If your platelet count is too low or you have symptoms you may have a platelet transfusion. 

Feeling or being sick

Feeling or being sick is usually well controlled with anti sickness medicines. Avoiding fatty or fried foods, eating small meals and snacks, drinking plenty of water, and relaxation techniques can all help.

Your nurse will give you anti sickness medicines regularly. 

Tiredness and weakness

You might feel very tired and as though you lack energy. This can last for a long time after a transplant. 

Various things can help you to reduce tiredness and cope with it, for example some gentle exercise, even if it's walking around your room to begin with.  

Graft versus host disease (GvHD)

If you have had a transplant from a relative or a matched unrelated donor, you are at risk of GvHD. This is because the stem cells contain immune cells from the donor. These cells can sometimes attack some of your own body cells. Symptoms of GvHD include:

  • diarrhoea
  • weight loss
  • yellowing of the whites of the eyes and skin (jaundice)
  • skin rashes
  • shortness of breath

Let your nurse or doctor know if you have any of these symptoms.

Hair loss

You lose all your hair with ALL treatment. This includes your eyelashes, eyebrows, underarm, leg and sometimes pubic hair. Your hair will usually grow back once treatment has finished but it is likely to be softer. It may grow back a different colour or be curlier than before. 

Sore mouth and ulcers

Mouth sores and ulcers can be painful. Here are some useful tips to help:

  • Keep your mouth and teeth clean.
  • Drink plenty of fluids.
  • Avoid acidic foods such as oranges, lemons and grapefruits.
  • Chew gum to keep the mouth moist.

Tell your doctor or nurse if you have ulcers.

Loss of fertility

You may not be able to become pregnant or father a child after having a transplant for ALL. Talk to your doctor before starting treatment if you think you may want to have a baby in the future.

Coping

Being in isolation is tough. Staying in a single room in hospital can feel lonely and people often get bored easily. Some people find it frightening. It can help to talk to the nurses about your worries.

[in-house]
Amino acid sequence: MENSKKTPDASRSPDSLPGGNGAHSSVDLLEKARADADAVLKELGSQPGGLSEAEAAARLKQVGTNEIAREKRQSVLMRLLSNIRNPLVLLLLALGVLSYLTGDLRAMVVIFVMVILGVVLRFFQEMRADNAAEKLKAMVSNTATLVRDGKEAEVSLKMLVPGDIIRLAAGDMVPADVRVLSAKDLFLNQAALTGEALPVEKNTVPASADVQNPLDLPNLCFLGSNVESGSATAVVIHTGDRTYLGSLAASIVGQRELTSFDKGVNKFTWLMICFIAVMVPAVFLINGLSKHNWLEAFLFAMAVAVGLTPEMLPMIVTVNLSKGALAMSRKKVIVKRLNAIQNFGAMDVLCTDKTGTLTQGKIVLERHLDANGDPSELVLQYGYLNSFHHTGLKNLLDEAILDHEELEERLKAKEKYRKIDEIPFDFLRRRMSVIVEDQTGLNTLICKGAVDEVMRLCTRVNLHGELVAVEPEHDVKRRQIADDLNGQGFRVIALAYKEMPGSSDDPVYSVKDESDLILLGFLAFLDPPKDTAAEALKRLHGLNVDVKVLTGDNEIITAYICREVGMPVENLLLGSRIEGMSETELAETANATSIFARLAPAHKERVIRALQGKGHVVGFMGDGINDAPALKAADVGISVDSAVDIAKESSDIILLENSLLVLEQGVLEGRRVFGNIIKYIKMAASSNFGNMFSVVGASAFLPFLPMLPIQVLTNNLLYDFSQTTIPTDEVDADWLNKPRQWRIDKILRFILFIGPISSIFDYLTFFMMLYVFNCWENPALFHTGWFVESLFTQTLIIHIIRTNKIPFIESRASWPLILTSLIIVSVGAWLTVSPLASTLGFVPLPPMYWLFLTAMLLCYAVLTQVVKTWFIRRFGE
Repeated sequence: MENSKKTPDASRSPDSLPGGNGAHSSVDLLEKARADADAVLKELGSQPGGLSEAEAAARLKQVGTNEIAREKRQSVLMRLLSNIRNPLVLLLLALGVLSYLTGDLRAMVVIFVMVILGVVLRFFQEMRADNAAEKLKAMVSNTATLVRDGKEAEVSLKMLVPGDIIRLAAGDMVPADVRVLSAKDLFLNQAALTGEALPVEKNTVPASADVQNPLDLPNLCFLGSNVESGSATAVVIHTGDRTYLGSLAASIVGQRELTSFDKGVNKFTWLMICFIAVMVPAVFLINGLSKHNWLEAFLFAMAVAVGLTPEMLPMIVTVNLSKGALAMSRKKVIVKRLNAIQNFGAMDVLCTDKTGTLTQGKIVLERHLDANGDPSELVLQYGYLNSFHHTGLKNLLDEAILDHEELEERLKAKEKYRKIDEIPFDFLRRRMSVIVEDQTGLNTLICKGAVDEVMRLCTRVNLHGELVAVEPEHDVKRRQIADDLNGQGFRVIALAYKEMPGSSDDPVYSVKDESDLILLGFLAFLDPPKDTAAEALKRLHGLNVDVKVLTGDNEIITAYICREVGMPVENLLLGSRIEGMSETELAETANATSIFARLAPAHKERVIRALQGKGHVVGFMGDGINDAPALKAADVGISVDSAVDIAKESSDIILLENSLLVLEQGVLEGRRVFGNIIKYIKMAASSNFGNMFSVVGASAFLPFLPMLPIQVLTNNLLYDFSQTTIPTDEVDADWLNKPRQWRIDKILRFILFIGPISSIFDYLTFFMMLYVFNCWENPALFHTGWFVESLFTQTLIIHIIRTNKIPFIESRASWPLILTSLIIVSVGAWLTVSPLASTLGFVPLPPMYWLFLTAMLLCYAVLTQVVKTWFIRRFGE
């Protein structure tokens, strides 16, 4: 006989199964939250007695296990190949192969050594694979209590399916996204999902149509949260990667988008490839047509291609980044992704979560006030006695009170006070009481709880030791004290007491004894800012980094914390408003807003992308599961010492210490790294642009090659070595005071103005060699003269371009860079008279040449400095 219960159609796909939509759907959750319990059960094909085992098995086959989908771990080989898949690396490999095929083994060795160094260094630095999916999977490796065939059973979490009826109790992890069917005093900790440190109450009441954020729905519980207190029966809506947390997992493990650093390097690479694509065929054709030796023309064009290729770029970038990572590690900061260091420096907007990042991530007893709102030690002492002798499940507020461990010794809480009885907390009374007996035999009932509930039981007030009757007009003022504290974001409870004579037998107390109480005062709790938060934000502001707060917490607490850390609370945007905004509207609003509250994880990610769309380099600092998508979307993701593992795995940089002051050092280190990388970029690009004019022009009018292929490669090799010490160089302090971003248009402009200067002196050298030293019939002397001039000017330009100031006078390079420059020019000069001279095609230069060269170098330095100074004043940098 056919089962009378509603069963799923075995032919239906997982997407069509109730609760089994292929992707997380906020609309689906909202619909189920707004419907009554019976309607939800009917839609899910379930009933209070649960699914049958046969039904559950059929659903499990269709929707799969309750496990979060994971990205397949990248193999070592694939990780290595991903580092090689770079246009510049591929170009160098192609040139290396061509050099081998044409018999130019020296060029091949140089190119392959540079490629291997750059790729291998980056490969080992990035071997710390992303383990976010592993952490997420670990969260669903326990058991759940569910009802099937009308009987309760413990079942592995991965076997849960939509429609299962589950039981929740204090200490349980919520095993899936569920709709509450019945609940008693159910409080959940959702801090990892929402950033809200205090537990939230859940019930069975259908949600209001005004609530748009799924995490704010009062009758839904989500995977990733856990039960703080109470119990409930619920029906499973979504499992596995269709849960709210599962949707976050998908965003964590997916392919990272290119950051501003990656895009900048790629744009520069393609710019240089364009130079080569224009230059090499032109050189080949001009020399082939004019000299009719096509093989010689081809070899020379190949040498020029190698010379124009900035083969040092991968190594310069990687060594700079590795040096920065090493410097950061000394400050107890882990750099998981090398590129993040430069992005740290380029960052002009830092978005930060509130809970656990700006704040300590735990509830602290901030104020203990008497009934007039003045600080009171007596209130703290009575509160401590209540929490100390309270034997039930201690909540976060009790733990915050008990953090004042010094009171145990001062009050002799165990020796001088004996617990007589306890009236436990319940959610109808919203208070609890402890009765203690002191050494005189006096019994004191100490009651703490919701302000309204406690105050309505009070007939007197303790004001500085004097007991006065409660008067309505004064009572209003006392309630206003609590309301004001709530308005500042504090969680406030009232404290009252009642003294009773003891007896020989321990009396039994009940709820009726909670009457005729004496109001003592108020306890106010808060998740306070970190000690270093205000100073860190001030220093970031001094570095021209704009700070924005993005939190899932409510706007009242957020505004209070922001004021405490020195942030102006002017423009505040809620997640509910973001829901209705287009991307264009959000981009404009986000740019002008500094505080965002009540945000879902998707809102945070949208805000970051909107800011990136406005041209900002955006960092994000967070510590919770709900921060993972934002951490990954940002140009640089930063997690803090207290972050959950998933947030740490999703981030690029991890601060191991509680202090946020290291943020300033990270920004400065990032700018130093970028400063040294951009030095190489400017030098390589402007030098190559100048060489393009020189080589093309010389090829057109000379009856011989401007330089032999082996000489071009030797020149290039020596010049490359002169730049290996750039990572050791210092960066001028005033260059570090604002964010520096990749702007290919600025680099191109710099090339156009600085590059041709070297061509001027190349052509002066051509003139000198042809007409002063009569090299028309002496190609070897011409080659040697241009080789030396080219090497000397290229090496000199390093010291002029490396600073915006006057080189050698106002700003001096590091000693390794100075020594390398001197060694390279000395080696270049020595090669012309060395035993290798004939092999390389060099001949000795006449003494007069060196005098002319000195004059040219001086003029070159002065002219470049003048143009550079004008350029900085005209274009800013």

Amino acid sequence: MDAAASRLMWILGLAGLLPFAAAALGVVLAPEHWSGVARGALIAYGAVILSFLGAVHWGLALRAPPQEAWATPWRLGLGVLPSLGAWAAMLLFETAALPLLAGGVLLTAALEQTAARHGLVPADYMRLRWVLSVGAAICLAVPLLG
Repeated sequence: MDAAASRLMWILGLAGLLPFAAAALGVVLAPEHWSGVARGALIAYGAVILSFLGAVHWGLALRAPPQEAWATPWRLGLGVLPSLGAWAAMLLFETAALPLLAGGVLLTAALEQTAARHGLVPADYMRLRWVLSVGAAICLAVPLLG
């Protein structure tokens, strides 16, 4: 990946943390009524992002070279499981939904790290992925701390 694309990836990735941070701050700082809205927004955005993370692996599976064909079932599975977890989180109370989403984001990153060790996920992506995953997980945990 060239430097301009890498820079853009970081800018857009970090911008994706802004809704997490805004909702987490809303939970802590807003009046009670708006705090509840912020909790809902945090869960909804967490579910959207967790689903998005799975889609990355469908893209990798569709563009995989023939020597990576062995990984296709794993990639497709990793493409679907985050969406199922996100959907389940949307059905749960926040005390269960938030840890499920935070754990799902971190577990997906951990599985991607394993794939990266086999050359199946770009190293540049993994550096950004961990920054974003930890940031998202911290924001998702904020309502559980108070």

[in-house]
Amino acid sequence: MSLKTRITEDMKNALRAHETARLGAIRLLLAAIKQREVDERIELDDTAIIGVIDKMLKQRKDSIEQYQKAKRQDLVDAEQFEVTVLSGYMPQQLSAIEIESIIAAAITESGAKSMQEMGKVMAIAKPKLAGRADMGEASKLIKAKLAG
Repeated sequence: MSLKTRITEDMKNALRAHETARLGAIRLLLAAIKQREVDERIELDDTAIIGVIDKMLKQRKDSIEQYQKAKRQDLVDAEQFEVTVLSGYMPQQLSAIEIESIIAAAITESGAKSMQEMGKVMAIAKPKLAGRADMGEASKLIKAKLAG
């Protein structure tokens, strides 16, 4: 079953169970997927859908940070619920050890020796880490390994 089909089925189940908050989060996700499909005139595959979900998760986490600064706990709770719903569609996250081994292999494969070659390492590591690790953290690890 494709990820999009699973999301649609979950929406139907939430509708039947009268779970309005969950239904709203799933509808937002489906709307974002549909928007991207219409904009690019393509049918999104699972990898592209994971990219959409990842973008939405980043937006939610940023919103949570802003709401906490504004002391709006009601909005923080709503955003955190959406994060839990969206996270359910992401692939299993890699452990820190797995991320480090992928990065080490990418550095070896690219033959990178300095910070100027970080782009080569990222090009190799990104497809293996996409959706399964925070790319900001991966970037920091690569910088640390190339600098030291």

Taking in some of your personal things can make the room feel more homely. You can also take in your mobile phone, laptop, tablet or music. This can help the time to pass and you can keep in touch with your friends and family.

During your transplant you’re likely to feel physically and mentally exhausted. The treatment is very intense and will affect different parts of your body. Don’t be hard on yourself as its normal to feel like this. This is also expected to last sometime after your transplant. There are things you can do to keep yourself physically active as possible. Here are some tips:

  • Get into a routine - it’s easy to just lie in bed all day and stay in your pyjama’s. Aim to get dressed and washed by a certain time. This will help you feel fresh and motivated.
  • Try to sit out of bed in a chair at mealtimes instead of propped up in bed.
  • While you are in hospital you may see a physiotherapist. You can set a program together of safe gentle exercises you can do even while in isolation. You can also use this when you go home.
  • If you’re feeling up to it, set a goal and take several walks around your room a few times a day. You can build this up to longer walks when you go home.

Keep your mind active. There will be times where you struggle to concentrate and focus. This is normal. Try to do a variety of things to keep yourself occupied such as:

  • jigsaw puzzles
  • books to read
  • puzzle books
  • creative hobbies you might have

Most importantly, listen to your body. Don’t be hard on yourself if you are having an off day or are too unwell to complete the above tasks that day.

Last reviewed: 
17 Jan 2022
Next review due: 
17 Jan 2025
  • BMJ Best Practice Acute lymphocytic leukaemia
    BMJ Publishing Group Ltd, March 2021

  • Hoffbrand's Essential Haematology (8th Edition)
    A V Hoffbrand and P Steensma
    Wiley Blackwell, 2019

  • The EBMT Handbook
    E Carreras and others
    Springer Open, 2019

  • The European Blood and Marrow Transplantation Textbook for Nurses
    EBMT, M Kenyon and A Babis
    Springer Open, 2018

  • Acute lymphoblastic leukaemia
    F Malard and M Mohty
    The Lancet, 2020. Volume 395, Issue 10230, Pages 1146 to 1162

  • The information on this page is based on literature searches and specialist checking. We used many references and there are too many to list here. Please contact patientinformation@cancer.org.uk with details of the particular issue you are interested in if you need additional references for this information.

Related links